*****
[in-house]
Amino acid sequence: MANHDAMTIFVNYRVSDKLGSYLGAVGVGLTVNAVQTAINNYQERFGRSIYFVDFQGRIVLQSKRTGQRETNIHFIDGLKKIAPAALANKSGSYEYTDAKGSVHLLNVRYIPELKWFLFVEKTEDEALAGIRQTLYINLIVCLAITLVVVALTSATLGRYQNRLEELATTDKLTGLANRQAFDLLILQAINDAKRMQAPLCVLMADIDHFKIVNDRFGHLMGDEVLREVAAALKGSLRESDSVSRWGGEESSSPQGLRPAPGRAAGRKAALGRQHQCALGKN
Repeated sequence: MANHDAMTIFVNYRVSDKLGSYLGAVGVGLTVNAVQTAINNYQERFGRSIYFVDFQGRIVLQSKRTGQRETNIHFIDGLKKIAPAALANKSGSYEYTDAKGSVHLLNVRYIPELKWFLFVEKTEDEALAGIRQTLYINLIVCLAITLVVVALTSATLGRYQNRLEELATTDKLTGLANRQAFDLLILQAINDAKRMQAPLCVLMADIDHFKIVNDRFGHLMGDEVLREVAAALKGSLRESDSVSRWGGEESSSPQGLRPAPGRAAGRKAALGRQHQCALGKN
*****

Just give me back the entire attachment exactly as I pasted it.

[in-house]
Amino acid sequence: MANHDAMTIFVNYRVSDKLGSYLGAVGVGLTVNAVQTAINNYQERFGRSIYFVDFQGRIVLQSKRTGQRETNIHFIDGLKKIAPAALANKSGSYEYTDAKGSVHLLNVRYIPELKWFLFVEKTEDEALAGIRQTLYINLIVCLAITLVVVALTSATLGRYQNRLEELATTDKLTGLANRQAFDLLILQAINDAKRMQAPLCVLMADIDHFKIVNDRFGHLMGDEVLREVAAALKGSLRESDSVSRWGGEESSSPQGLRPAPGRAAGRKAALGRQHQCALGKN
Repeated sequence: MANHDAMTIFVNYRVSDKLGSYLGAVGVGLTVNAVQTAINNYQERFGRSIYFVDFQGRIVLQSKRTGQRETNIHFIDGLKKIAPAALANKSGSYEYTDAKGSVHLLNVRYIPELKWFLFVEKTEDEALAGIRQTLYINLIVCLAITLVVVALTSATLGRYQNRLEELATTDKLTGLANRQAFDLLILQAINDAKRMQAPLCVLMADIDHFKIVNDRFGHLMGDEVLREVAAALKGSLRESDSVSRWGGEESSSPQGLRPAPGRAAGRKAALGRQHQCALGKN